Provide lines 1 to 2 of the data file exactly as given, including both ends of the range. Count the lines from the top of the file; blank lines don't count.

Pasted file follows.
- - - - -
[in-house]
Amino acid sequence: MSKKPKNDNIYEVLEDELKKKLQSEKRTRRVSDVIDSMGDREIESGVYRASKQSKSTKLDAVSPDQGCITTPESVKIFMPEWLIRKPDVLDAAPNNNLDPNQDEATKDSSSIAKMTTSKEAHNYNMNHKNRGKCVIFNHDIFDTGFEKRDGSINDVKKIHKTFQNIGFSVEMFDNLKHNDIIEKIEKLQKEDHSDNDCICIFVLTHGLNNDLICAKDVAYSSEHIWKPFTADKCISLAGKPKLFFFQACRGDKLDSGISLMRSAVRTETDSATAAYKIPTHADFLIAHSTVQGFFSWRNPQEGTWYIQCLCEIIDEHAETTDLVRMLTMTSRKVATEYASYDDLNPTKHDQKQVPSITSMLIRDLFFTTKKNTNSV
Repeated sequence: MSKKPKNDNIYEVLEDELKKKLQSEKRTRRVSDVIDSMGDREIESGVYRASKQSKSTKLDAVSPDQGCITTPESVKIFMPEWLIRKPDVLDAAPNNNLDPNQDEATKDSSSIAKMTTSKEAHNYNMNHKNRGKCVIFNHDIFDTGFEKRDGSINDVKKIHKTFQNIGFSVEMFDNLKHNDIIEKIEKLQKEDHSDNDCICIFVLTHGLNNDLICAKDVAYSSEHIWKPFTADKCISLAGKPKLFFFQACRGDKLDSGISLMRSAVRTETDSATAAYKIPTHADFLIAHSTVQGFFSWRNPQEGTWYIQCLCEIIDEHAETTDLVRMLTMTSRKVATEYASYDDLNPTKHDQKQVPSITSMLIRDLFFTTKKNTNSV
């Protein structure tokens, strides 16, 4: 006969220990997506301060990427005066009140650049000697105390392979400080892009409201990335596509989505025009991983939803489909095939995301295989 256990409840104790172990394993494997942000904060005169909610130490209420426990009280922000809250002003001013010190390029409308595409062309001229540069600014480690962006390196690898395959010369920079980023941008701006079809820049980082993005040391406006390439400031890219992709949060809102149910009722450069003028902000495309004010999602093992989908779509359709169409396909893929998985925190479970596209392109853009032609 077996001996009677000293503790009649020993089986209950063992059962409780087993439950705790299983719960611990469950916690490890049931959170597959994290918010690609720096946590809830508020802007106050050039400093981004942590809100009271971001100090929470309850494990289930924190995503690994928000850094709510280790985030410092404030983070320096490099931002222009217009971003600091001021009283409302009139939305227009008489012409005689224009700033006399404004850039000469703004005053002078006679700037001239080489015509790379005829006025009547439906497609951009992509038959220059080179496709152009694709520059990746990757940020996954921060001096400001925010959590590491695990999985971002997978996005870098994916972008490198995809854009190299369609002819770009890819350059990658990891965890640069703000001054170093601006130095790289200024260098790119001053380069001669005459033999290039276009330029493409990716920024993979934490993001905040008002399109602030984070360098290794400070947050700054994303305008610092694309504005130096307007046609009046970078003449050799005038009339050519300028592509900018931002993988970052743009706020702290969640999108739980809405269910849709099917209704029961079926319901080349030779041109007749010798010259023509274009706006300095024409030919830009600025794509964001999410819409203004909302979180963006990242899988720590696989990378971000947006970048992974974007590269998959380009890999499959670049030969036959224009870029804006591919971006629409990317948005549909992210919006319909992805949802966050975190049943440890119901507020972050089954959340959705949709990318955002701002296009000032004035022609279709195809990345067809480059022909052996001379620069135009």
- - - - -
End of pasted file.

[in-house]
Amino acid sequence: MSKKPKNDNIYEVLEDELKKKLQSEKRTRRVSDVIDSMGDREIESGVYRASKQSKSTKLDAVSPDQGCITTPESVKIFMPEWLIRKPDVLDAAPNNNLDPNQDEATKDSSSIAKMTTSKEAHNYNMNHKNRGKCVIFNHDIFDTGFEKRDGSINDVKKIHKTFQNIGFSVEMFDNLKHNDIIEKIEKLQKEDHSDNDCICIFVLTHGLNNDLICAKDVAYSSEHIWKPFTADKCISLAGKPKLFFFQACRGDKLDSGISLMRSAVRTETDSATAAYKIPTHADFLIAHSTVQGFFSWRNPQEGTWYIQCLCEIIDEHAETTDLVRMLTMTSRKVATEYASYDDLNPTKHDQKQVPSITSMLIRDLFFTTKKNTNSV